2Relevance was tested based on the possibility of distinguishing the behaviour in T4 in GC compared to the other groups. The item was considered relevant when that item differentiated GC from the other three groups, or when GC was different from animals without pain (GA and GAA). The item was considered irrelevant when there were no differences between GC and the other groups. Asterisks (*) indicate differences between groups.

3Criterion validity for item-total correlation with Pearson correlation test (weak < 0.30; moderate 0.31 – 0.60; strong 0.61 – 0.9; very strong 0.91 -1.0) [8].

Figure 1
Figure 1

Heart rate before and after anaesthesia (GA), analgesia and anaesthesia (GAA), analgesia, anaesthesia and castration (GCA) and anaesthesia, castration and analgesia (GC) in horses. *Statistically significant difference between assessment time points within each group. † Significant difference between GA and GCA.

The percentage increase in pain score in GC between TC and T4 was 282%, and the scores decreased by 39% and 61% of T4 at T6 and T24 respectively (Table 3).
Table 3

Median (minimal and maximal value) pain scores in horses undergoing castration or anaesthesia only

Treatment

GA

GAA

GC

GCA

Moment

TC

3 (0–11)

2 (0–11)

4 (0–11)C

4 (0–10)B

T4

5 (1–14)bc

5 (2–14)c

14 (7–25)aA

11 (3–16)bA

T6

4 (1–6)bc

4 (1–7)c

10.5 (5–16)aB

6.5 (1–19)abAB

T24

3 (0–8)ab

2 (0–7)b

8 (1–14)aC

6.5 (2–13)aB

GA – Anaesthesia only (n = 6). GAA – Pre-emptive analgesia followed by anaesthesia (n = 6). GC – Anaesthesia, castration and postoperative analgesia administered four hours after surgery (n = 6). GCA – Pre-emptive analgesia, followed by anaesthesia and castration (n = 6). TC - before surgery and/or anaesthesia, T4 - maximum score of pain until 4 hours after anaesthetic recovery, T6 - six hours after anaesthetic recovery, T24 - 24 hours after anaesthetic recovery.

Different small letters indicate differences between groups (rows – a > b > c); different capital letters indicate differences between time points in the same group (columns – A > B > C).

Results of the criterion validation of the scores assigned to each item of the scale (derived by comparing the different evaluators’ scores to the standard evaluator’s), showed moderate to excellent variability for “positioning in the stall”, “appetite for hay” and “response to palpation of the groin”. With the exception of one evaluator, reliability for the item “locomotion” ranged from moderate to excellent. The horses’ response to opening the door and head movements showed moderate variability. “Appetite for concentrate/pelleted feed,” “looking at the flank”, “raising the hind limbs” and “tail movements” showed poor to moderate variability. Variability was also poor for the remaining items or otherwise the number of observations was low and therefore it was not possible to perform statistical analysis.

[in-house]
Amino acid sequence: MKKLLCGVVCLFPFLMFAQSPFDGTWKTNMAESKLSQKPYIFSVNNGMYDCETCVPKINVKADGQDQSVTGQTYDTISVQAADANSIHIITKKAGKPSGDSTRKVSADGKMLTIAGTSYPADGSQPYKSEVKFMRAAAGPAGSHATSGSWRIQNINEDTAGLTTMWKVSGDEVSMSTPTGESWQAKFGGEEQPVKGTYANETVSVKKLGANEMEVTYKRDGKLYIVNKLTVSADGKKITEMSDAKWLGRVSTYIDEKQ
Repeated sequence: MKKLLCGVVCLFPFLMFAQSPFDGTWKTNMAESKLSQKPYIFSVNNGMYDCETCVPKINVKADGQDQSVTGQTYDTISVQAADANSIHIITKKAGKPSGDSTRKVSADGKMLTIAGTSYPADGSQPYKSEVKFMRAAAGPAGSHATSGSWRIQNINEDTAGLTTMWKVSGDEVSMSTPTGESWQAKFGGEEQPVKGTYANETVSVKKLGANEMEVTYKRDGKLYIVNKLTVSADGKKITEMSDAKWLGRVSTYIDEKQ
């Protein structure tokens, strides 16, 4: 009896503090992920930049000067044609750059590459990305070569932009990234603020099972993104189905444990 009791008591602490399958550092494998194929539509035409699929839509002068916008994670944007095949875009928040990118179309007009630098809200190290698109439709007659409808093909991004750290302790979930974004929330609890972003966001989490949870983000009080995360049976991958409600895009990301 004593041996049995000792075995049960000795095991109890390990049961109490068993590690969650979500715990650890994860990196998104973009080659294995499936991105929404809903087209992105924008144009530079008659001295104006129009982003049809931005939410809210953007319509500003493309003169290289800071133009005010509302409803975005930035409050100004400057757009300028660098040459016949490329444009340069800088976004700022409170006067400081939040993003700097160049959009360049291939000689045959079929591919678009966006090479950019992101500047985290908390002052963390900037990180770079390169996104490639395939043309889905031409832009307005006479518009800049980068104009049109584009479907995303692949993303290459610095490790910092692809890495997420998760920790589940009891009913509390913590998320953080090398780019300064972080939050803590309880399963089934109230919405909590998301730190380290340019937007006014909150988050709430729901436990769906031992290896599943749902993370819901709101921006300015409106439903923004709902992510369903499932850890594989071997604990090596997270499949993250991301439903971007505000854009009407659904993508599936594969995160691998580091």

Results of the criterion validation investigated by item-total correlation are presented in Table 2. The convergent validity was confirmed by positive correlation between the refined scale and the numerical (0.87), visual analogue (0.86) and simple descriptive scales (0.88), (see Figure 2) which were also assessed [8].
Figure 2
Figure 2

Pearson correlation between the UNESP-Botucatu Multidimensional Composite Pain Scale (UBMCPS) and the Simple Descriptive Scale (SDS – r = 0.88, P < 0.0001). Numerical Rate Scale (NRS – r = 0.87, P < 0.0001) and Visual Analogical Scale (VAS – r = 0.86, P < 0.0001).

The reproducibility of each item, defined by the ability to obtain the same results in repeated assessments by different evaluators [9], was evaluated by measurement of inter-observer reliability and data are shown in Table 1.

The repeatability of each item, investigated by intra-observer reliability, was moderate to excellent for “positioning in the stall” and “kicking at the abdomen”, but ranged from poor to moderate for interactive behaviour, “lifting of hind limbs” and “penis protrusion”. It was also moderate for “locomotion when the horse was led by the evaluator”, “response to palpation” of the painful area (groin), “response to an auditory stimulus”, “pawing at the floor” and “moving the tail”.

There was no difference between groups in physiological parameters, except at time point T4 when heart rate was lower in GA than in GCA (P = 0.04). Heart rate was higher in GC and GCA at T4 and T6 compared to the other assessment time points. Item-total correlation was moderate for all physiological data.

After the refinement of the data based on the specificity, relevance and criterion validity, a modified acute pain scale was tested (Table 4).